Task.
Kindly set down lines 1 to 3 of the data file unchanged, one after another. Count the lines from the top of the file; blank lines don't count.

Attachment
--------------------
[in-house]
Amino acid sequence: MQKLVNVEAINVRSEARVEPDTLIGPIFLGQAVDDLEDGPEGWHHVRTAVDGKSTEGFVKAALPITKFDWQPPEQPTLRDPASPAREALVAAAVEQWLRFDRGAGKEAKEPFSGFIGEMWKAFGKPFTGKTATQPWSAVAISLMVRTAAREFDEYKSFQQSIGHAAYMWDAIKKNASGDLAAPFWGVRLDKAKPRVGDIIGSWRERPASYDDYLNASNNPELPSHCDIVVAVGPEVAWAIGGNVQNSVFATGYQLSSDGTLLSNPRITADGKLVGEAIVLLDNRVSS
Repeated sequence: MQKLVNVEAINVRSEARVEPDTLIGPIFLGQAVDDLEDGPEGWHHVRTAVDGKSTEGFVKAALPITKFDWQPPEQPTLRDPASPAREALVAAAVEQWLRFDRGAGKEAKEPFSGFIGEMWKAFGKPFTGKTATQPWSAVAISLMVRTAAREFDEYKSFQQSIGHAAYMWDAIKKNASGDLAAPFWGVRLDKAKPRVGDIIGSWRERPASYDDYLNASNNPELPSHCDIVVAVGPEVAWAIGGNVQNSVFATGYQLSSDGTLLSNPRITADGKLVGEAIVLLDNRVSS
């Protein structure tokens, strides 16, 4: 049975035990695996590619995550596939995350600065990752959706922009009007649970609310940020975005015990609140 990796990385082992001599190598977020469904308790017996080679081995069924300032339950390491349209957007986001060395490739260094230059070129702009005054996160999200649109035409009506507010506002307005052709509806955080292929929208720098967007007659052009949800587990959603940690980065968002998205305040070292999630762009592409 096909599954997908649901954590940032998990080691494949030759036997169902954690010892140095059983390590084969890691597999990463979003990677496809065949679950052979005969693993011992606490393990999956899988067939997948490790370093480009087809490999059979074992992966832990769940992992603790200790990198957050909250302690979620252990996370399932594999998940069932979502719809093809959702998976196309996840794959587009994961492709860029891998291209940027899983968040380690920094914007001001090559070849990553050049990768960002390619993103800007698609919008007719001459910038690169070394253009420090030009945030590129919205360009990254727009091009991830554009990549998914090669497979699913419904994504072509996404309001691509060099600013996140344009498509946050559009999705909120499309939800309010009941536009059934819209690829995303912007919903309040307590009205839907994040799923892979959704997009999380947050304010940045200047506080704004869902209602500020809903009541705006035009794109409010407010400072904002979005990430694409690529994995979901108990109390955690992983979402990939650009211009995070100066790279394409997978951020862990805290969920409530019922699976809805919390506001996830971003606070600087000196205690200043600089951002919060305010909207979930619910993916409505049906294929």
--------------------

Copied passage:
[in-house]
Amino acid sequence: MQKLVNVEAINVRSEARVEPDTLIGPIFLGQAVDDLEDGPEGWHHVRTAVDGKSTEGFVKAALPITKFDWQPPEQPTLRDPASPAREALVAAAVEQWLRFDRGAGKEAKEPFSGFIGEMWKAFGKPFTGKTATQPWSAVAISLMVRTAAREFDEYKSFQQSIGHAAYMWDAIKKNASGDLAAPFWGVRLDKAKPRVGDIIGSWRERPASYDDYLNASNNPELPSHCDIVVAVGPEVAWAIGGNVQNSVFATGYQLSSDGTLLSNPRITADGKLVGEAIVLLDNRVSS
Repeated sequence: MQKLVNVEAINVRSEARVEPDTLIGPIFLGQAVDDLEDGPEGWHHVRTAVDGKSTEGFVKAALPITKFDWQPPEQPTLRDPASPAREALVAAAVEQWLRFDRGAGKEAKEPFSGFIGEMWKAFGKPFTGKTATQPWSAVAISLMVRTAAREFDEYKSFQQSIGHAAYMWDAIKKNASGDLAAPFWGVRLDKAKPRVGDIIGSWRERPASYDDYLNASNNPELPSHCDIVVAVGPEVAWAIGGNVQNSVFATGYQLSSDGTLLSNPRITADGKLVGEAIVLLDNRVSS